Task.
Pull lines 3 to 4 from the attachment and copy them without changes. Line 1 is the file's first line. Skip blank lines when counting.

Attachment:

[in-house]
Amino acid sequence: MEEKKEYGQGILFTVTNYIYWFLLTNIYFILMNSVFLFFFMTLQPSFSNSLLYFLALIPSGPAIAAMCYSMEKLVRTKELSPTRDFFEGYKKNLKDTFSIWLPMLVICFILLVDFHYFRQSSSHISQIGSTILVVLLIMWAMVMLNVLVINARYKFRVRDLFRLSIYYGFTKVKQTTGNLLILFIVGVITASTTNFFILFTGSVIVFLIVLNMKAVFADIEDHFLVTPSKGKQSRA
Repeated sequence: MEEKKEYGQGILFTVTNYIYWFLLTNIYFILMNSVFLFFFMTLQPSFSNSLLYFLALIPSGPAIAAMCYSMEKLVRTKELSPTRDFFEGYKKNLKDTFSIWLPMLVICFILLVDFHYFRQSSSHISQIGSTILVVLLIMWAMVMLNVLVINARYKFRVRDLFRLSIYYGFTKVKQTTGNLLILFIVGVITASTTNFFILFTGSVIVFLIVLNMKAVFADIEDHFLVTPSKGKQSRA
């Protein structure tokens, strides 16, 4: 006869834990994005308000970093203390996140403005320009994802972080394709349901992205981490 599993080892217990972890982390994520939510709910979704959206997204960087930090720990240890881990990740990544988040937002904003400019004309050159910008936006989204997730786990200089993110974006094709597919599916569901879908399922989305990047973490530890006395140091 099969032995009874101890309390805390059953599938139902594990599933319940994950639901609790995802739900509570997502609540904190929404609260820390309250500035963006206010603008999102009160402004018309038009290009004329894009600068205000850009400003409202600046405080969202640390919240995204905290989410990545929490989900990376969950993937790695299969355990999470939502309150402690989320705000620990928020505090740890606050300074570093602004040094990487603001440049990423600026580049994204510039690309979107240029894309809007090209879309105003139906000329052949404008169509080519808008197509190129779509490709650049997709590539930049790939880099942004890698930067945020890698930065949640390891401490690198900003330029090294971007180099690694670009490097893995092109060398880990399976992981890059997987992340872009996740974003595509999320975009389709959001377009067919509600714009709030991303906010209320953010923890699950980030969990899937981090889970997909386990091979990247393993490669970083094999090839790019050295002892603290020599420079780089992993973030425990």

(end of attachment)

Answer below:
Repeated sequence: MEEKKEYGQGILFTVTNYIYWFLLTNIYFILMNSVFLFFFMTLQPSFSNSLLYFLALIPSGPAIAAMCYSMEKLVRTKELSPTRDFFEGYKKNLKDTFSIWLPMLVICFILLVDFHYFRQSSSHISQIGSTILVVLLIMWAMVMLNVLVINARYKFRVRDLFRLSIYYGFTKVKQTTGNLLILFIVGVITASTTNFFILFTGSVIVFLIVLNMKAVFADIEDHFLVTPSKGKQSRA
């Protein structure tokens, strides 16, 4: 006869834990994005308000970093203390996140403005320009994802972080394709349901992205981490 599993080892217990972890982390994520939510709910979704959206997204960087930090720990240890881990990740990544988040937002904003400019004309050159910008936006989204997730786990200089993110974006094709597919599916569901879908399922989305990047973490530890006395140091 099969032995009874101890309390805390059953599938139902594990599933319940994950639901609790995802739900509570997502609540904190929404609260820390309250500035963006206010603008999102009160402004018309038009290009004329894009600068205000850009400003409202600046405080969202640390919240995204905290989410990545929490989900990376969950993937790695299969355990999470939502309150402690989320705000620990928020505090740890606050300074570093602004040094990487603001440049990423600026580049994204510039690309979107240029894309809007090209879309105003139906000329052949404008169509080519808008197509190129779509490709650049997709590539930049790939880099942004890698930067945020890698930065949640390891401490690198900003330029090294971007180099690694670009490097893995092109060398880990399976992981890059997987992340872009996740974003595509999320975009389709959001377009067919509600714009709030991303906010209320953010923890699950980030969990899937981090889970997909386990091979990247393993490669970083094999090839790019050295002892603290020599420079780089992993973030425990």